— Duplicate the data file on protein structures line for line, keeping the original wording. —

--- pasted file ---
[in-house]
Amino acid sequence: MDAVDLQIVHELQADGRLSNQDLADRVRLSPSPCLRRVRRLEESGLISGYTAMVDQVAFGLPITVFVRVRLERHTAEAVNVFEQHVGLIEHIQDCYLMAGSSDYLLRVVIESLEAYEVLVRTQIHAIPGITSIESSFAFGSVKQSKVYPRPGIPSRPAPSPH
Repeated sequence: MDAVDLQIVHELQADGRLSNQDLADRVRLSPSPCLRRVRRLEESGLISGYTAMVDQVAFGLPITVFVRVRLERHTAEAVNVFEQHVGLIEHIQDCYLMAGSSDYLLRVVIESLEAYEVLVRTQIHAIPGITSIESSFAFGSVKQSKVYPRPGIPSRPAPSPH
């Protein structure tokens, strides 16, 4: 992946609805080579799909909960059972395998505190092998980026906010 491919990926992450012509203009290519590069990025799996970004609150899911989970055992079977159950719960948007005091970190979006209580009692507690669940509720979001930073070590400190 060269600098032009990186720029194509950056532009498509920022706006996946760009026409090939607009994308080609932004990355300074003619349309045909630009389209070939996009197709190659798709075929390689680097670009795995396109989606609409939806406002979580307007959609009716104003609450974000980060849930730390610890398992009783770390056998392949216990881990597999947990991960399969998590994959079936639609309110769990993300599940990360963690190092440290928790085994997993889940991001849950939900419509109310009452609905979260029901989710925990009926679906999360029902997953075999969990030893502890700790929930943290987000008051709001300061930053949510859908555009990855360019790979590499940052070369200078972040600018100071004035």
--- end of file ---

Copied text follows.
[in-house]
Amino acid sequence: MDAVDLQIVHELQADGRLSNQDLADRVRLSPSPCLRRVRRLEESGLISGYTAMVDQVAFGLPITVFVRVRLERHTAEAVNVFEQHVGLIEHIQDCYLMAGSSDYLLRVVIESLEAYEVLVRTQIHAIPGITSIESSFAFGSVKQSKVYPRPGIPSRPAPSPH
Repeated sequence: MDAVDLQIVHELQADGRLSNQDLADRVRLSPSPCLRRVRRLEESGLISGYTAMVDQVAFGLPITVFVRVRLERHTAEAVNVFEQHVGLIEHIQDCYLMAGSSDYLLRVVIESLEAYEVLVRTQIHAIPGITSIESSFAFGSVKQSKVYPRPGIPSRPAPSPH
């Protein structure tokens, strides 16, 4: 992946609805080579799909909960059972395998505190092998980026906010 491919990926992450012509203009290519590069990025799996970004609150899911989970055992079977159950719960948007005091970190979006209580009692507690669940509720979001930073070590400190 060269600098032009990186720029194509950056532009498509920022706006996946760009026409090939607009994308080609932004990355300074003619349309045909630009389209070939996009197709190659798709075929390689680097670009795995396109989606609409939806406002979580307007959609009716104003609450974000980060849930730390610890398992009783770390056998392949216990881990597999947990991960399969998590994959079936639609309110769990993300599940990360963690190092440290928790085994997993889940991001849950939900419509109310009452609905979260029901989710925990009926679906999360029902997953075999969990030893502890700790929930943290987000008051709001300061930053949510859908555009990855360019790979590499940052070369200078972040600018100071004035």